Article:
Environmental Product Declarations (EPDs)

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What is an EPD (Environmental Product Declaration)?

EPD stands for Environmental Product Declaration. EPDs are standardized, verified reports on the environmental impact of a product throughout its life cycle, from extraction of raw materials to disposal or recycling. EPDs provide transparent and comparable information on a product's environmental performance, including factors such as energy consumption, greenhouse gas emissions, water consumption, and waste generation.
These declarations are based on data from life cycle assessment (LCA), which assesses the environmental impacts associated with all stages of a product's life cycle. 
At Saint-Gobain, we use EPDs to communicate the environmental credentials of our products to our customers or other stakeholders. They can help decision-makers make more informed choices by considering environmental factors alongside traditional considerations such as cost and performance.

 

Core content of an EPD

An Environmental Product Declaration (EPD) includes several main sections: 

  • The General Information section includes the product's name and description, manufacturer details, EPD program operator information, publication date, and validity period.
  • The Product Description section provides a detailed functional and technical description of the product, its intended use, and its material composition.
  • The Life Cycle Assessment (LCA) Calculation Information section outlines the objectives and scope, the life cycle stages covered, cut-off criteria, and any assumptions and limitations of the LCA study.
  • The Life Cycle Inventory (LCI) Results section includes data on raw material supply (A1), transport to the manufacturing site (A2), manufacturing processes (A3), construction processes (A4-A5), use stage (B1-B7), end-of-life stage (C1-C4), and benefits and loads beyond the system boundary (D).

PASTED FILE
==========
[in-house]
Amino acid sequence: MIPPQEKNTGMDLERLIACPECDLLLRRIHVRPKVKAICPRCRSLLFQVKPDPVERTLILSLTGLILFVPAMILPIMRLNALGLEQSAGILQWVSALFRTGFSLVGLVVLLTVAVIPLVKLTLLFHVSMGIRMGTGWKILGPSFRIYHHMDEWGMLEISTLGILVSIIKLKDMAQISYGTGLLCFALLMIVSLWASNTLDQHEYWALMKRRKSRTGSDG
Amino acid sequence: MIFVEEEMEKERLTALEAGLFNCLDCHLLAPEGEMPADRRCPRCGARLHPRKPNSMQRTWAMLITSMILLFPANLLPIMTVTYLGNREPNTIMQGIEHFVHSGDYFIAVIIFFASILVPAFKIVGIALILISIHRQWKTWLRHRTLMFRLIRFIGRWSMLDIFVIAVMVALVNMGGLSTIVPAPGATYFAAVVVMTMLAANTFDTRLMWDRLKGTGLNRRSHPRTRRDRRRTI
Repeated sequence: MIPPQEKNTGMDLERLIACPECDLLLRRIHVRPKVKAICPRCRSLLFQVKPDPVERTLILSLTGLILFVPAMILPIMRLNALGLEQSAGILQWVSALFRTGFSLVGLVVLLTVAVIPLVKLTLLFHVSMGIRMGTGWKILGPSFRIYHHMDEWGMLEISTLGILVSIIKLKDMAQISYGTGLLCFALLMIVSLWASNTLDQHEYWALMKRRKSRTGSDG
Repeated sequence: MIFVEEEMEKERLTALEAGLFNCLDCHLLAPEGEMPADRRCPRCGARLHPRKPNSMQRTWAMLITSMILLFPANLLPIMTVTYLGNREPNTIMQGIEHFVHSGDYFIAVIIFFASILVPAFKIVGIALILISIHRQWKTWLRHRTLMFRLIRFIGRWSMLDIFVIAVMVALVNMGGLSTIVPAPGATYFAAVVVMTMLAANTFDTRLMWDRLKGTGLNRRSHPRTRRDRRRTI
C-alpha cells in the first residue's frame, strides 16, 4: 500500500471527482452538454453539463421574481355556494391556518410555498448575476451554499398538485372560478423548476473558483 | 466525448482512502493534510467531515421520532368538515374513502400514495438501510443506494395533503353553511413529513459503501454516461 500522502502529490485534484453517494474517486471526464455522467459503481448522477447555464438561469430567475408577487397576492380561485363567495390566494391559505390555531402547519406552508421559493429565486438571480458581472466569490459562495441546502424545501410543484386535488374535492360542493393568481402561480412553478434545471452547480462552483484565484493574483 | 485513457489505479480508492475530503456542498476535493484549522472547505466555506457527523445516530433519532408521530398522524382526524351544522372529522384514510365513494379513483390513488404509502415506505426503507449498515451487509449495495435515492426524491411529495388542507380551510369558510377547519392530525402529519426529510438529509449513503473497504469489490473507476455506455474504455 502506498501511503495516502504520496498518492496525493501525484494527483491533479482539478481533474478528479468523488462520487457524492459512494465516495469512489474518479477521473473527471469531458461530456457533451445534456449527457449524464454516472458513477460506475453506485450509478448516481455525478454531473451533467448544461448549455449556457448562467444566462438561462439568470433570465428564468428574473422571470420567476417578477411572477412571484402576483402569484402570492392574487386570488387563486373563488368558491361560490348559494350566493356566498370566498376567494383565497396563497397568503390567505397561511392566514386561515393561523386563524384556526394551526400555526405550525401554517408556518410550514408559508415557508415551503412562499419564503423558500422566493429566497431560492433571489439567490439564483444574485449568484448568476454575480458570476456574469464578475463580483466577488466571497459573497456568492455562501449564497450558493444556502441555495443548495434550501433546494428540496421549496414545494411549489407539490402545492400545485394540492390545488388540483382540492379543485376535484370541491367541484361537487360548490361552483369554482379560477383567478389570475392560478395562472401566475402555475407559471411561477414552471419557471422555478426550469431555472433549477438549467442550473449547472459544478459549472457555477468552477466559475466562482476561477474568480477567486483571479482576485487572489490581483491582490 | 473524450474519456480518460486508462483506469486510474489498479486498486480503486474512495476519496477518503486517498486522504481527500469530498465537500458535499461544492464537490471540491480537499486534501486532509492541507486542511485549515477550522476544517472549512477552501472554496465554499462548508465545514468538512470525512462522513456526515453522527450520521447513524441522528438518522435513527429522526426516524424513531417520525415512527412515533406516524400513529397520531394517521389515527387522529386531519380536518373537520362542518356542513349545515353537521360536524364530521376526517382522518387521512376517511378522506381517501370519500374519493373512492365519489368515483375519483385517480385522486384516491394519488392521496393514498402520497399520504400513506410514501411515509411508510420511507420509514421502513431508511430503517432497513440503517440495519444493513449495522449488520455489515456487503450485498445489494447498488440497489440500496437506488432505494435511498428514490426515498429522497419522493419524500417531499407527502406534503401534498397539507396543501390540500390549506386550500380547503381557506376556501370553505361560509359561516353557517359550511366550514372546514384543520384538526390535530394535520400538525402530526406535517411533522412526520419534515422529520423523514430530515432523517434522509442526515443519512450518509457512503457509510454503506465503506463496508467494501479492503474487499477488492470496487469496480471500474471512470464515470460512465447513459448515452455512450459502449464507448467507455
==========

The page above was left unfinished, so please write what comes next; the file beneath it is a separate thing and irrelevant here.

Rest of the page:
• The Life Cycle Impact Assessment (LCIA) Results section presents the results for various environmental impact categories such as global warming potential, ozone depletion potential, acidification potential, eutrophication potential, photochemical ozone creation potential, and resource depletion, using European assessment methodologies.
  • The Interpretation of Results section summarizes the key findings from the LCA, highlighting significant environmental impacts.

 

Foundations / Basics of EPD

The foundations of EPDs are rooted in several key standards, principles, and practices:

European and International Standards: ISO 14025 outlines principles and procedures for developing Type III environmental declarations, while ISO 14040 and ISO 14044 offer LCA guidelines, serving as the methodological foundation for quantifying environmental impacts.

Product Category Rules (PCR): PCRs provide detailed guidelines for developing EPDs within specific product categories, ensuring consistency and comparability across EPDs in the same category. For example, EN 15804+A2 provides rules for the construction products sector.

EPD: EPDs require transparency and verified data, through independent third-party verification to ensure credibility. This process assesses LCA adherence to PCRs and overall data quality. EPDs aim to offer accessible information for stakeholders like consumers, businesses, and policymakers, helping informed decision-making. They typically use standardized formats for easy product comparison.

 

Why do we produce EPDs at Saint-Gobain?

At Saint-Gobain, we want to be the worldwide leader in lightweight and sustainable construction and have set ourselves ambitious goals for 2030 and 2050. 

Communication and transparency: With EPDs, we provide a clear and standardized way to disclose the environmental impacts of our products. This transparency enhances our credibility and builds trust with our customers, stakeholders and regulatory bodies.

Market requirements: In a market where environmental awareness is increasingly important, EPDs allow us to demonstrate our commitment to sustainable development, and to environmentally conscious customers.

Regulatory compliance: Producing EPDs helps us stay ahead of regulatory requirements, reducing the risk of non-compliance. Additionally, EPDs can qualify us for various green building certifications and incentives, such as LEED.

Continuous improvement: Understanding the environmental impacts throughout the life cycle of our products also allows us to identify areas for improvement in our supply chain, or to identify and mitigate environmental risks associated with our products.

Innovation: Finally, the EPD development process pushes us to innovate. It highlights areas where we can improve our environmental performance, leading to the creation of more sustainable products and processes.

By producing EPDs, we reaffirm our commitment to sustainable practices, transparency and continuous improvement, ensuring that we not only meet, but exceed the expectations of our customers and stakeholders.
 

Did you know? 

To date, ~1800 EPDs are available from Saint-Gobain, including more than 700 for Isover which in turn include almost 100 for the scope of Technical Insulation.